Thursday, February 09, 2017

Turning a corner...

Thursday,  February 9th, 2017

I am glad to report that my ego is subsiding!!  And what a comfortable feeling that engenders....

It appears that things that I thought (at one time)  only I was capable of doing properly and creatively are being competently and creatively accomplished by others, with ease and aplomb!!!  How arrogant my ego must have been, (she said, shamefacedly).

I now find it is amazingly wonderful to accept this epiphany quite humbly, and to relax into lovely old age, content to read and knit and weave and muse and listen to music.  I have even gone back to a 'cleaning lady' - in my case a sweet daughter-in-law, - and a son-in-law who keeps the snow at bay and the lawns trim and neat.

What does all this mean?  Have I turned a corner and am I now ambling contentedly along the grassy path that stretches out deliciously into the future, and ends in the 'next adventure'.

Before I was REALLY old I used to keep this poem on my fridge door to remind myself of the pits the years might lead me to stumble in to.

"Lord, thou knowest better than myself that I am growing older and will soon be old. 
 Keep me from becoming too talkative,
 and especially from the unfortunate habit of thinking that I must say something 
on every subject and at every opportunity.

Release me from the idea that I must straighten out other people's affairs.
  With my immense treasure of experience and wisdom it seems a
pity not to let everybody partake of it.  
But thou knowest, Lord,that in the end I will need  a few friends.

Keep me from the recital of endless details;  give me wings to get to the point.

Grant me the patience to listen to the complaints of others;  
help me to endure them with charity.
  But seal my lips on my own aches and pains -
 they increase with the increasing years
and my inclination to recount them is also increasing.

I will not ask thee for improved memory,
 only for a little more humility and less self-assurance 
when my own memory doesn't agree with that of others.  
Teach me the glorious lesson that occasionally I may be wrong....

Keep me reasonably gentle. 
 I do not have the ambition to become a saint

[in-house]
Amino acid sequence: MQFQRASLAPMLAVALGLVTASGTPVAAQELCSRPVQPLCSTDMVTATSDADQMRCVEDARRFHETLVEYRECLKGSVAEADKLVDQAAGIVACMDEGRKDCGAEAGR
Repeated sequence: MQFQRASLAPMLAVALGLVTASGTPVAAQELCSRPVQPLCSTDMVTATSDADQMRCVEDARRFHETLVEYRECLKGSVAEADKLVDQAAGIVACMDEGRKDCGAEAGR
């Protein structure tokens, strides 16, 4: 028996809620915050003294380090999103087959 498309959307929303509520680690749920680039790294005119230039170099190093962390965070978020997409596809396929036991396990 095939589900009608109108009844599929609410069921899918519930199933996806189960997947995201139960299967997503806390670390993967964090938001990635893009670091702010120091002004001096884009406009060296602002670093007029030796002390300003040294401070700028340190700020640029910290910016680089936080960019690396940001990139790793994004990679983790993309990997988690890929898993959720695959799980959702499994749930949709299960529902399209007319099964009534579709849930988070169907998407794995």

- it is so hard to live with some of them 
- but a harsh old person is one of the devil's masterpieces.

Make me sympathetic without being sentimental, helpful but not bossy.
  Let me discover merits where I had not expected them, 
and talents in people whom I had not thought to possess any.
  And Lord, give me the grace to tell them so.  Amen'

But that was in the days before I got ancient.  The days before I became so irked at the necessity of having to scroll down dreadfully far on my computer screen to fill out online forms with my year of birth.....

I am seriously thinking of giving up meetings where I have to read the minutes to know what has evolved, - especially the meeting for organizations where I pass myself off as a Secretary!!

It is so sweet when the little ones lisp, I am almost three......  not so adorable when one has to admit that they are almost ninety-three!  But it does elicit a gasp of what? Surprise? Sympathy?  A lessening of expectations?

Still, I am so glad to be rid of that dratted ego that sent me on so many wild goose chases!!!!

I have a vague feeling (not unusual these days) that I may have posted on this subject before, but there!  I am quite used to repeating myself.....

"The older I get the less I know.  It's wonderful - it makes the world so spacious."
Swami Chetanananda

Monday, February 06, 2017


ABC Wednesday
February 8th, 2017
The letter is E for Elephant

 Here is a little offering to celebrate the elephant
in nonsense verse


Once there was an elephant,
who tried to use the telephant -
No! no! I mean the elephone
Who tried to use the telephone -

(Dear me! I am not certain quite
That even now I've got it write.)

Howe'er it was, he got his trunk
Entangled in the telephunk;
The more he tried to get it free,
The louder buzzed the telephee -

(I fear I'd better drop the song
of elephop and telephong!)

Laura Elizabeth Howe Richards

Laura Richards was an American writer of the late 19th century

who published more than ninety books, and was best known for the nonsense poems
 she created for children.

Laura Richard's father was Samuel Gridlely Howe, who ran the 
Perkins Institute for the Blind
where Helen Keller and Laura Bridgman were educated.

Her mother, Julia Ward Howe, 
wrote the words to the famous song
"The Battle Hymn of the Republic"

When Laura Richards grew up she and her sister
wrote a biography of their mother
that won a Pulitzer prize.

One of Richard's best books of nonsense poetry is called Tirra Lirra.
The poems use techniques like rhythm, alliteration
and startling imagery
to tell an imaginative story.

and they are downloadable.......

More great Es at ABC Wednesday here

with many thanks to all who maintain
this great meme..
in the past, in the present and in the future.